Aug
08

Wifi, BusTime offerings proving popular

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Transit Wireless expects to extend its free wifi beyond September 7. (Photo by Benjamin Kabak on Instagram)

Over the last few years, we’ve seen straphangers come to embrace the MTA’s countdown clocks as a much-needed piece of transit technology. Having information on wait times leads to happier and more informed commuters, and the clamor to bring such technology to the lettered B Division subway lines has grown only louder. The countdown clocks aren’t the only pieces of travel-improving technology that have been warmly embraced by the city’s transit travelers, and two recent articles shed some light on other improvements.

First up, we have word out of Staten Island that Bus Time, the MTA’s in-house solution to real-time bus tracking, has proven popular. According to the MTA, nearly 33,000 bus riders on Staten Island — or a quarter of the borough’s riders — have checked in on the location of their bus, and the entire system has received over a million hits.

I’ve used it regularly along the B63’s route through Brooklyn, and while not having a time-based model takes some adjustment, I’ve been able to figure out approximately how long a wait would be based on distance. While such a calculation may vary from line to line, the system seems to be popular and both more flexible and less expensive than proprietary ones. The Bronx will get its deployment before the year is out.

Next, we have an udate on underground wifi. Straphangers waiting for trains and passing through wired stations have enjoyed the free service from Boingo and Google Offers as Transit Wireless continues to build out its subway cell and wifi network. The current Google sponsorship expires in September, but Transit Wireless says they plan on lining up similar deals for continued free service.

The company, meanwhile, says it’s still on track to bring 30 more stations online before the end of the year. “If you got a long commute, that could be as long as 30 minutes, that you are basically without any type of connectivity which some for people is like cutting off their arm,” Dawn Callahan, an official at Boingo, said. “So I think that this presents people a way for them to stay connected.”



Categories : MTA Technology

8 Responses to “Wifi, BusTime offerings proving popular”

  1. Chet says:

    I love Bustime. The single best thing to happen to bus travel, well ever.

    I use it mostly for the Manhattan express buses. Although I don’t use them all that much, (my wife does everyday), the ability to see where a bus is became so second nature so quickly that a couple of months ago, I was waiting for local Manhattan bus on Madison Avenue and it took me a couple of minutes before I remembered they don’t have Bustime yet.

    Once this is city wide, people will wonder how they did without it.

  2. Jason B. says:

    I thought underground WiFi was stupid… until I used it. It passed the time on the platform quite nicely.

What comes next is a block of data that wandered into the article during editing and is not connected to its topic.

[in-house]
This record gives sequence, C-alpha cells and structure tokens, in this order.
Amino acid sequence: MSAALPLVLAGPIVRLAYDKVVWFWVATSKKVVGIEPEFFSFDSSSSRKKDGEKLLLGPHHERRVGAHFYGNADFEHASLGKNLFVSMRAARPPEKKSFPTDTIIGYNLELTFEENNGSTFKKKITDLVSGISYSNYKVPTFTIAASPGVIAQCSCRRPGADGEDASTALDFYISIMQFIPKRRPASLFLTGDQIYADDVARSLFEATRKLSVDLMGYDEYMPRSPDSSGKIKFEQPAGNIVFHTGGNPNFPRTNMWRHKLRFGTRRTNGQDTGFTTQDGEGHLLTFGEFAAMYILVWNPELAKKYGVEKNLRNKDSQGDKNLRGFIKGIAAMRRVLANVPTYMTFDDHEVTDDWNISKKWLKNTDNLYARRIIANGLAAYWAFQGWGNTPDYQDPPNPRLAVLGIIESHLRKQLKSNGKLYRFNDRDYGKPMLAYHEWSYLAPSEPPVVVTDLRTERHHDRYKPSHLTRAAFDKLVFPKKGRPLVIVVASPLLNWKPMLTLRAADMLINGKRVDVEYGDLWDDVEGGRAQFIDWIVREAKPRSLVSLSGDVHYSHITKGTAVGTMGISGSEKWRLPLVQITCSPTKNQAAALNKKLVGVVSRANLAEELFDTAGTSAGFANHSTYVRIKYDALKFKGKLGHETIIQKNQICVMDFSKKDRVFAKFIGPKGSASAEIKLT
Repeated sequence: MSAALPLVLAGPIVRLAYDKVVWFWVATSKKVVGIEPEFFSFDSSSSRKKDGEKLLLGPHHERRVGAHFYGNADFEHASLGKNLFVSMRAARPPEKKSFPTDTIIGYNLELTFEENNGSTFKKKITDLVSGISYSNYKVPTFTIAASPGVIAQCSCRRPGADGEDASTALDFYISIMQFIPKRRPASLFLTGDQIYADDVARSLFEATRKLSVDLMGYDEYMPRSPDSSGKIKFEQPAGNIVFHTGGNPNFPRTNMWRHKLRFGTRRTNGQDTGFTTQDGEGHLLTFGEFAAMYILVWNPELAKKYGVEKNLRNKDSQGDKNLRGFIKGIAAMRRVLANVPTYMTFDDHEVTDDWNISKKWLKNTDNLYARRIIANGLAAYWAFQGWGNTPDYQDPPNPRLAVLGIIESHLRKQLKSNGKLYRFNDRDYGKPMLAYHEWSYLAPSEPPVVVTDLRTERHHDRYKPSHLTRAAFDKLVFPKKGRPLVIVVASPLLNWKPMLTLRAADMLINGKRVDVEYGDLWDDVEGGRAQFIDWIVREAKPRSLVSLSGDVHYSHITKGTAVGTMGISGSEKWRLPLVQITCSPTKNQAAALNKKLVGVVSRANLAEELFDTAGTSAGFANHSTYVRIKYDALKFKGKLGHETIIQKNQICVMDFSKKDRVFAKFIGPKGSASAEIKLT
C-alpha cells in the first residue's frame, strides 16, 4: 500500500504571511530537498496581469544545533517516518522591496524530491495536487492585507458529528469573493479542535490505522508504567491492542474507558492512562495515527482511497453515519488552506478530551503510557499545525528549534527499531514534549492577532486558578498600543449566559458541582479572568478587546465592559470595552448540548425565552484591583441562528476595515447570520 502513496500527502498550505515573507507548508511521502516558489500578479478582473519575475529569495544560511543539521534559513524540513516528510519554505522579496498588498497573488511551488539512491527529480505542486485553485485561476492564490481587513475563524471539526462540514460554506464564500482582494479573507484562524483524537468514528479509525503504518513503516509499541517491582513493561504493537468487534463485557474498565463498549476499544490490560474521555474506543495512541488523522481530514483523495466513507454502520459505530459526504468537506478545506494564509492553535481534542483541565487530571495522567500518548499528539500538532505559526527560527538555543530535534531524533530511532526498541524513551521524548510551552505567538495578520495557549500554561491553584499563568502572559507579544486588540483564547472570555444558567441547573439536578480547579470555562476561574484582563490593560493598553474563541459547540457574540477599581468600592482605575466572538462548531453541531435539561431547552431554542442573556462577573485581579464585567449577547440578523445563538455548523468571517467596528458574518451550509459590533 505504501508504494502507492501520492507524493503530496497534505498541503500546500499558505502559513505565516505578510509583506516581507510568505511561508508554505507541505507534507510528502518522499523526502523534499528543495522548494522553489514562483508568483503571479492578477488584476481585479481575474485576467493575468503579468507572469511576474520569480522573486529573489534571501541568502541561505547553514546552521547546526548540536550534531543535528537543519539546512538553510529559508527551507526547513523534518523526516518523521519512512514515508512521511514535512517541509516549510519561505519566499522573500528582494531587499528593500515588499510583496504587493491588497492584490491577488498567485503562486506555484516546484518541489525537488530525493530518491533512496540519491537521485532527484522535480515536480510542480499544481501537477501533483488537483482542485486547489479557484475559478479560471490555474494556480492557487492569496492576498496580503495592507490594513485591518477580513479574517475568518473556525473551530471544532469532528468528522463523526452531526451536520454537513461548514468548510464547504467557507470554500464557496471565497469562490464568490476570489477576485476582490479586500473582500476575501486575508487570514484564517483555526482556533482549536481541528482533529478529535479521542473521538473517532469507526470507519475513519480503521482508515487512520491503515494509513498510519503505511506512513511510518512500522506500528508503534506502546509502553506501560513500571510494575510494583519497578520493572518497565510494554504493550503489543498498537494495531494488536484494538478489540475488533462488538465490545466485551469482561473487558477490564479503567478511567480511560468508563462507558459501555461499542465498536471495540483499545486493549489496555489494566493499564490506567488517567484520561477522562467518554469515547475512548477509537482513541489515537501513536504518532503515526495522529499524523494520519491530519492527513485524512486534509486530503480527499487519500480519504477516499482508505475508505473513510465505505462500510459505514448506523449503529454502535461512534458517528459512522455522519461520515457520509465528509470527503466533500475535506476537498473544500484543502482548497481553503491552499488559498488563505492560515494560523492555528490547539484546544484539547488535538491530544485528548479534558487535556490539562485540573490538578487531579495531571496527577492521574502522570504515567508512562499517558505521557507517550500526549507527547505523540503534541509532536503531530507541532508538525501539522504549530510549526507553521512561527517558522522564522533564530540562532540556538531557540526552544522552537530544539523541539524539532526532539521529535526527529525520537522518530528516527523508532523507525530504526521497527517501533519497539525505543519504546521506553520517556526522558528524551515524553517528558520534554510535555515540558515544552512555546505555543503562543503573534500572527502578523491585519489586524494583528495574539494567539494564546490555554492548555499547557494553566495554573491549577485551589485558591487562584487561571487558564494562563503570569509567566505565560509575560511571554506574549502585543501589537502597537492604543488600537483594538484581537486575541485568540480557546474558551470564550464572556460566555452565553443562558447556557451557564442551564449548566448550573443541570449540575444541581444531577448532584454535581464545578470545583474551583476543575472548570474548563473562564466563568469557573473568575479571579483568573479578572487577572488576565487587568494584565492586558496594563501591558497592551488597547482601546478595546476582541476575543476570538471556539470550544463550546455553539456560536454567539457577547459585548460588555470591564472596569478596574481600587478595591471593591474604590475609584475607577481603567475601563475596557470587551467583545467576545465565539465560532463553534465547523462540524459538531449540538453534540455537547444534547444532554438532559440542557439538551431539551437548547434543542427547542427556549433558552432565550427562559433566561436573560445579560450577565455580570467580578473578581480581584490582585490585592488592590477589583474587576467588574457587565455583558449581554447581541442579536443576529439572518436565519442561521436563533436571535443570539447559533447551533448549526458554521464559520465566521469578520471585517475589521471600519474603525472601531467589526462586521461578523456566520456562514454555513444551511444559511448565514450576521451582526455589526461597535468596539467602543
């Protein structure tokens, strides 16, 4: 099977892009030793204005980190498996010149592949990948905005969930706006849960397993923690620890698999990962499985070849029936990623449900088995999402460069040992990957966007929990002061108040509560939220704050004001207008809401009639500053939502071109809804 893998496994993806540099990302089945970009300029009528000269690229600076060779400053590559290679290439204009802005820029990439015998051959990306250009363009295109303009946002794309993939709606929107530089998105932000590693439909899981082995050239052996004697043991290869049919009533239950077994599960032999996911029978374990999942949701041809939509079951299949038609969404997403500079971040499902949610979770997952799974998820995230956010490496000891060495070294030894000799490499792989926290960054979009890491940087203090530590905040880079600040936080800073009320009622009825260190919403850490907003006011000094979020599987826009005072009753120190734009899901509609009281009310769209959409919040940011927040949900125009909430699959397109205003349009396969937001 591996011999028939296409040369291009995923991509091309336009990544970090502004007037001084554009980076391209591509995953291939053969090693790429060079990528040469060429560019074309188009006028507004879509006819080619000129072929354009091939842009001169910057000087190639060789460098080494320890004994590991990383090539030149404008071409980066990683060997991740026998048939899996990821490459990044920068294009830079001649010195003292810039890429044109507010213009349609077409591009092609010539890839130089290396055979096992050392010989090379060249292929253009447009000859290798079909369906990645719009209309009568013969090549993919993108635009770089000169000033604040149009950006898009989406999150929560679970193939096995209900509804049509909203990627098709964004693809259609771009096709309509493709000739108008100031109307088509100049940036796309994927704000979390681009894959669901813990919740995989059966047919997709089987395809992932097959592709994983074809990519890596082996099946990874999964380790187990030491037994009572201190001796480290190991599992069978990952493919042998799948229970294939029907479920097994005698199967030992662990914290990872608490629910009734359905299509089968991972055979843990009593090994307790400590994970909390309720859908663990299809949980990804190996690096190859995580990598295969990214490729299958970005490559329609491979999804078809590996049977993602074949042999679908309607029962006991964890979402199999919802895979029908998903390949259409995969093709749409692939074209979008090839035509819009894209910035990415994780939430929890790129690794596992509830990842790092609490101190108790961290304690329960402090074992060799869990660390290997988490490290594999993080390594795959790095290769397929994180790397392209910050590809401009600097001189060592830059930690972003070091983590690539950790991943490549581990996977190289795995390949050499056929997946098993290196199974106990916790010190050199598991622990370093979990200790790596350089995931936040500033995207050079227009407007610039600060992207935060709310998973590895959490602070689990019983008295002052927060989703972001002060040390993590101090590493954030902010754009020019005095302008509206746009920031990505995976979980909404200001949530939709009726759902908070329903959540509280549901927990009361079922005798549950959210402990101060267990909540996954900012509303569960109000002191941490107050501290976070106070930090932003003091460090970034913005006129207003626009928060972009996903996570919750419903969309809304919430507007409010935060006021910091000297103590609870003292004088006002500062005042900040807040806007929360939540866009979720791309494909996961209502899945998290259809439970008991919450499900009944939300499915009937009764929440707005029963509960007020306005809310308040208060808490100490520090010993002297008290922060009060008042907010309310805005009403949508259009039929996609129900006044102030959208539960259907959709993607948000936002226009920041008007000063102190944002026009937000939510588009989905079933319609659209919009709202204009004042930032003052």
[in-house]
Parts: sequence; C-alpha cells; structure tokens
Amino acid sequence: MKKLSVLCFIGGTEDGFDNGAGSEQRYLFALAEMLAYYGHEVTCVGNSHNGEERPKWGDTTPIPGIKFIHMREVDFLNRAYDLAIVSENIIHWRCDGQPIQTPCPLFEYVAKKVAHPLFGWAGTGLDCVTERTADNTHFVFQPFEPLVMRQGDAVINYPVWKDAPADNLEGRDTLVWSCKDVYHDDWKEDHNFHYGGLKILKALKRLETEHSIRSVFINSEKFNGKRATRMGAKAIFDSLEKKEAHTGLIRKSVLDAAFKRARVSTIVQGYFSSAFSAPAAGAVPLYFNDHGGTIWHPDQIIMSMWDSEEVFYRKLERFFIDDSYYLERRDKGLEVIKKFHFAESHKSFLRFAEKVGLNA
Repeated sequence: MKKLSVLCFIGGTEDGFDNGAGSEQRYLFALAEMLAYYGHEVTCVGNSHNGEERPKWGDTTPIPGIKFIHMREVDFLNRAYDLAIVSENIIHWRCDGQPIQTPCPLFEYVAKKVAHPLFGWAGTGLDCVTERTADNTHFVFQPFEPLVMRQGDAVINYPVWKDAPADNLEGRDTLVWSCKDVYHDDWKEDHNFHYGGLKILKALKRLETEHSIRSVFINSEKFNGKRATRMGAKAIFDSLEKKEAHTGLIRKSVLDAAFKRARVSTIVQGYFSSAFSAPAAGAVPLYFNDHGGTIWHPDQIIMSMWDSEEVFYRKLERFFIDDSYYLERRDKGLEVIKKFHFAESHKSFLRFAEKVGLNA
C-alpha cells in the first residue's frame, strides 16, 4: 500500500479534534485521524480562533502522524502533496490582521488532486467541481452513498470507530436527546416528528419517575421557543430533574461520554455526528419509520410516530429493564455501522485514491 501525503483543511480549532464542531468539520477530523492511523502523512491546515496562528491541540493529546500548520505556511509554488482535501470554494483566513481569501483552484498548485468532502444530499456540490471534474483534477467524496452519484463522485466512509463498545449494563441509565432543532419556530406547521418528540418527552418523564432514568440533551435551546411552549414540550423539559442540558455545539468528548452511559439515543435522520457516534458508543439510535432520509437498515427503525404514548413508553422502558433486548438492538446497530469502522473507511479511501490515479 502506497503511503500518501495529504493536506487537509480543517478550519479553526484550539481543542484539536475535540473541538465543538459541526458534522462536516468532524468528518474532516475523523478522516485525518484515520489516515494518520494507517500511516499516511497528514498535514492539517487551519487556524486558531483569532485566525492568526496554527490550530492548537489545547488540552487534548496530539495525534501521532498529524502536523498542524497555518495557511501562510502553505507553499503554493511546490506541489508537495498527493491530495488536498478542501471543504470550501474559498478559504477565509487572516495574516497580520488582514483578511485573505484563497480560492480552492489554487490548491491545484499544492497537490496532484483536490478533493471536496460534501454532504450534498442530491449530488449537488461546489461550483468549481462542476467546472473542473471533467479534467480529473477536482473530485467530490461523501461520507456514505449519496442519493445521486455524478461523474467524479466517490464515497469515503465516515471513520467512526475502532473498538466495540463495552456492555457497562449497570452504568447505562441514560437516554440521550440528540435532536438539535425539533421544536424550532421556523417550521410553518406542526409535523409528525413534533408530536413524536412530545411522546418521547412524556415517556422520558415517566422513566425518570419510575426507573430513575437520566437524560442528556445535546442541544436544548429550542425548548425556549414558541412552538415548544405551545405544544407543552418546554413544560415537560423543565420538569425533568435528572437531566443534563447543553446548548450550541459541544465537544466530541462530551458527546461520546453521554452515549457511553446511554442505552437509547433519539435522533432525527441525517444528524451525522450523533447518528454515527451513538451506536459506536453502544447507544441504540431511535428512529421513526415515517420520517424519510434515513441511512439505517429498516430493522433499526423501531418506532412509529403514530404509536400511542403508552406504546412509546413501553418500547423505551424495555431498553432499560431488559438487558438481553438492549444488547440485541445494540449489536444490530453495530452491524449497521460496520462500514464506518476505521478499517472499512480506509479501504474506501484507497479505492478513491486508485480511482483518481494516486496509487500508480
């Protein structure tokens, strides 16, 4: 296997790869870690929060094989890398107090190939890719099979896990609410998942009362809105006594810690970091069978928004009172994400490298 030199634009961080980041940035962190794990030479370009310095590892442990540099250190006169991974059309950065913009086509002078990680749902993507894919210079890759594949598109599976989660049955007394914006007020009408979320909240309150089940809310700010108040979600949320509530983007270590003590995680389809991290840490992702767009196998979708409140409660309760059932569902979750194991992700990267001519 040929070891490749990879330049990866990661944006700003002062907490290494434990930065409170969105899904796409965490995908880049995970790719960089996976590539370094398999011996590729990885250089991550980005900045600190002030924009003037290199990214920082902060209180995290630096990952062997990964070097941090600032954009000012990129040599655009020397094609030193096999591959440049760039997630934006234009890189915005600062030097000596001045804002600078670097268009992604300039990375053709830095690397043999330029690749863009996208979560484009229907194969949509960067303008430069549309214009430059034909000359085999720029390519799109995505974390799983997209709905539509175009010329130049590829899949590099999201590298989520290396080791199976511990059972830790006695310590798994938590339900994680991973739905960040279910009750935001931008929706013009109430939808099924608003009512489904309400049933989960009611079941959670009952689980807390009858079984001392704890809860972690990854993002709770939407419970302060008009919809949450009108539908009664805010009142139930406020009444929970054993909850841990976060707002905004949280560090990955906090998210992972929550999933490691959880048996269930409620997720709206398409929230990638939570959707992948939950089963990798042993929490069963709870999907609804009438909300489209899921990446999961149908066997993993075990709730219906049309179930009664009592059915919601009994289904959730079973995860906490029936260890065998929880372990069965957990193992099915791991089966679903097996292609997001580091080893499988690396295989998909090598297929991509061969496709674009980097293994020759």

But what was the best about it is that two days ago I was off to Little Italy and I couldn’t remember what stop I needed to get off at. The E pulled into 14th and I was able to connect and look at Google Maps, all before the conductor closed the doors and we were off.

    It really is an added benefit in that sense, and not just a luxury service.

  3. SEAN says:

    “If you got a long commute, that could be as long as 30 minutes, that you are basically without any type of connectivity which some for people is like cutting off their arm,” Dawn Callahan, an official at Boingo, said. “So I think that this presents people a way for them to stay connected.”

    Wow! A bit melodramatic wouldn’t you say Dawn?

    • Chet says:

      Unfortunately, it isn’t an exaggeration.

      I’m a high school teacher, you should see what happens when you take a kid’s smartphone away from them. You would think they were being denied food and air for life.

      • John-2 says:

        My friend services cell towers for Verizon. We both agree if you blew the things up, anyone in the country under the age of 25 or so would react like they’ve been stranded on Mars.

  4. Joe says:

    Maybe one day BusTime will show, you know, times.

    • Jason B. says:

      I’ve thought about this myself and am not sure how I feel about it. The subways have the countdown clocks but they’re not always accurate. It will say 8 minutes, then suddenly change to 6, then 5. Or it will say 1 minute, but there’s a delay on the line. I’m assuming it uses track circuits to calculate the distance and then based on normal operating conditions it will display the time. In these cases, I’d sometimes rather see what station it is at or where it just left.

      Buses are so prone to traffic delays showing the time might be more infuriating. I’d imagine a similar situation would happen… it shows the time, gets stuck at an intersection, and people start to get furious. At least with the distance, you know that it’s there and coming.

      If they do display times eventually, they should include distance as well, and indicate it’s estimated and subject to traffic conditions.

  5. Henry says:

    Would it be really hard to have BusTime info scroll across screens at major bus stops? It can’t be that expensive to buy an LCD monitor and have text rolling across the screen…

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